COVID-19 in Nursing Homes: Most Homes Had Multiple Outbreaks and Weeks of Sustained Transmission from May 2020 through January 2021
COVID-19 has had a disproportionate impact on the 1.4 million residents who live in nursing homes in the U.S.
We looked at the frequency and duration of COVID-19 outbreaks in nursing homes from May 2020 through January 2021. A nursing home outbreak begins when a nursing home reports a new case among residents or staff and ends when the home has two consecutive weeks with no new cases.
We found that during this 8-month period:
- Nursing homes in our review had an average of about three outbreaks
- 94% of nursing homes in our review experienced more than one outbreak
- 85% of the nursing homes we reviewed had an outbreak lasting 5 or more weeks
What GAO Found
GAO analysis of data from the Centers for Disease Control and Prevention (CDC) shows that, from May 2020 through January 2021, nursing homes commonly experienced multiple COVID-19 outbreaks. According to CDC, an outbreak starts the week a nursing home reports a new resident or staff COVID-19 case and ends when there are 2 weeks with no new cases. GAO found that nursing homes had an average of about three outbreaks during the review period, with most of the nursing homes (94 percent, or 12,555 of the 13,380 nursing homes) experiencing more than one COVID-19 outbreak.
Note: Percentages may not add to 100 due to rounding. Data are from the weeks ending May 31, 2020, through January 31, 2021. An outbreak begins when a nursing home reports a new case of COVID-19 in residents or staff.
For each nursing home's longest-lasting COVID-19 outbreak, GAO found that about 85 percent (11,311 nursing homes) had outbreaks lasting 5 or more weeks. Conversely, for about 15 percent of nursing homes (2,005 homes), the longest outbreak was shorter in duration, lasting between 1 and 4 weeks, with 267 of those homes able to control their outbreaks after the initial week.
- The average number of COVID-19 cases per outbreak for nursing homes with a long-duration outbreak was 56, while the average for nursing homes with a short-duration outbreak was 13.
- For both long- and short-duration outbreaks, over half of the nursing homes (66 percent, or 8,720 homes) reported that these outbreaks began with a staff member who tested positive the first week.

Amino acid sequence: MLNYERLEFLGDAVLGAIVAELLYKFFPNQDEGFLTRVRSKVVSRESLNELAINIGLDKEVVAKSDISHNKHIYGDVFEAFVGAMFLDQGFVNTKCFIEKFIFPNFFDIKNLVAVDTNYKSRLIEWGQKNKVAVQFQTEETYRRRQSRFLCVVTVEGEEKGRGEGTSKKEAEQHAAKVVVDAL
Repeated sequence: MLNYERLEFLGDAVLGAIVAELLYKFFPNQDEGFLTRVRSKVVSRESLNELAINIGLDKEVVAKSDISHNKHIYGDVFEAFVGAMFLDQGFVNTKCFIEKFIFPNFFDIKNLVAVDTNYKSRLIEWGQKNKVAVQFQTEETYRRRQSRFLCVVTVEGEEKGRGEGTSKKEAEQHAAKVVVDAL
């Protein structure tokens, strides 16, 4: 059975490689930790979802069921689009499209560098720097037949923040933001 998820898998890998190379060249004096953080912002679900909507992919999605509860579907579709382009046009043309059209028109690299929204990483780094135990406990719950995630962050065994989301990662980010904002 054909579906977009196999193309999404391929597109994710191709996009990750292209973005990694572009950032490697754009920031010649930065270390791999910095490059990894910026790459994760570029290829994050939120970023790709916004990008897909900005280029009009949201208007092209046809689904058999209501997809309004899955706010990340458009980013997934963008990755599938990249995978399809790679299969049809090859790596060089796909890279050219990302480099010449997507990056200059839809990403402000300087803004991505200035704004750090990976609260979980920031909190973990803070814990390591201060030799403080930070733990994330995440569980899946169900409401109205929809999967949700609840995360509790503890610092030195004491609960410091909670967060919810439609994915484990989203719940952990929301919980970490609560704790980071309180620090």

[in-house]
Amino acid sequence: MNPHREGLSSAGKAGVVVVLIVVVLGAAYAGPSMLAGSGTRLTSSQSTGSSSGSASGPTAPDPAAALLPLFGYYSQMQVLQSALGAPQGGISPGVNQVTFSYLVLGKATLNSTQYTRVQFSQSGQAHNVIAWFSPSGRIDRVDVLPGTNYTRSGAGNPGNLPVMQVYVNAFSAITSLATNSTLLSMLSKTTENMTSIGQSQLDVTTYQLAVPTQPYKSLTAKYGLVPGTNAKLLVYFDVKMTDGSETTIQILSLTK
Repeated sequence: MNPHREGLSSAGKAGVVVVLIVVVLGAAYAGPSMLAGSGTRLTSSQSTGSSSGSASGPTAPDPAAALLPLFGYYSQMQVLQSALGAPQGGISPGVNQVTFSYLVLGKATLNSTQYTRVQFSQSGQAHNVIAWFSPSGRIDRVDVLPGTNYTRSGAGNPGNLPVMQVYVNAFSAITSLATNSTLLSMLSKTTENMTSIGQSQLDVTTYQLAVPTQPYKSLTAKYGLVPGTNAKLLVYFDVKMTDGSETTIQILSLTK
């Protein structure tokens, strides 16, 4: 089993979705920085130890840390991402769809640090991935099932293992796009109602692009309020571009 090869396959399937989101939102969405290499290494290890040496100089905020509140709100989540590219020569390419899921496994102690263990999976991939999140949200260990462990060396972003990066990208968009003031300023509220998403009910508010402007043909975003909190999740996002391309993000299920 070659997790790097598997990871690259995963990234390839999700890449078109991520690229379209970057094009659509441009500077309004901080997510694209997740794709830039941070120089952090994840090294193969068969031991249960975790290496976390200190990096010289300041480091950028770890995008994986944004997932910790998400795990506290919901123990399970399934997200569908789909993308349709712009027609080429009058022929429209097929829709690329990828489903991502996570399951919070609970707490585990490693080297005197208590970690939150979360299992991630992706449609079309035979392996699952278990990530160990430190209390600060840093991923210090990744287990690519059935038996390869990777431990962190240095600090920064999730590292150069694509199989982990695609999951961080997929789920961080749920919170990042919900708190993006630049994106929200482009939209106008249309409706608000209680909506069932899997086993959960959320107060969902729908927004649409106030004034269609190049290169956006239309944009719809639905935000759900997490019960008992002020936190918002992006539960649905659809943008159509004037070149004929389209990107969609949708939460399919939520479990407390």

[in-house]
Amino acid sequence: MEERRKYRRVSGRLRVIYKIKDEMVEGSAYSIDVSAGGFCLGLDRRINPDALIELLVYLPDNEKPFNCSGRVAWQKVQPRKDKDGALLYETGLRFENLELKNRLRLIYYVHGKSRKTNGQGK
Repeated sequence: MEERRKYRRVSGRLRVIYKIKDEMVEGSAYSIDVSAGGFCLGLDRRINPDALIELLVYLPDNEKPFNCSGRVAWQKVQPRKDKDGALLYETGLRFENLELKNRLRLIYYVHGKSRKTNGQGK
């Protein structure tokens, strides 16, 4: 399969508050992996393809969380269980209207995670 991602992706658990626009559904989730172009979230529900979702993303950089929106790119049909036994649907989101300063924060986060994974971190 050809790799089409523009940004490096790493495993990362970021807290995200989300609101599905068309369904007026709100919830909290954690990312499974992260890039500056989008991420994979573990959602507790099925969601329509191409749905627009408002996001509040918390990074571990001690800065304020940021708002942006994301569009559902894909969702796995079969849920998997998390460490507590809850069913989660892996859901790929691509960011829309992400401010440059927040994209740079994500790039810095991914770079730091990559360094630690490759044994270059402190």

Note: Of 13,380 nursing homes reviewed, 13,316 nursing homes had COVID-19 outbreaks and 64 nursing homes did not. Data are from the weeks ending May 31, 2020, through January 31, 2021.
Why GAO Did This Study
The COVID-19 pandemic has had a disproportionate impact on the 1.4 million elderly or disabled residents in the nation's more than 15,000 Medicare- and Medicaid-certified nursing homes. The Centers for Medicare & Medicaid Services (CMS) is responsible for ensuring that nursing homes nationwide meet federal quality standards.
The CARES Act includes a provision directing GAO to monitor the federal pandemic response. GAO was also asked to review CMS oversight of nursing homes in light of the pandemic. This report describes the frequency and duration of COVID-19 outbreaks in nursing homes. Future GAO reports will further examine nursing homes' experiences with COVID-19 outbreaks.
To conduct this work, GAO analyzed CDC data on COVID-19 reported by nursing homes each week of the review period from May 2020 through January 2021, the most recent data available at the time GAO conducted its review. Using CDC's definition of an outbreak, GAO determined the number and duration of outbreaks each nursing home experienced during the review period. GAO included data from the 13,380 Medicare- and Medicaid-certified homes (88 percent of Medicare- and Medicaid-certified homes) that passed CDC and CMS quality checks each week of the review period—the most reliable data for calculating the number and duration of outbreaks. GAO also categorized the nursing homes into two groups based on the duration of their longest outbreak: 1) those nursing homes with outbreaks lasting less than 5 weeks and 2) those nursing homes with outbreaks lasting at least 5 weeks.
For more information, contact John E. Dicken at (202) 512-7114 or email@example.com.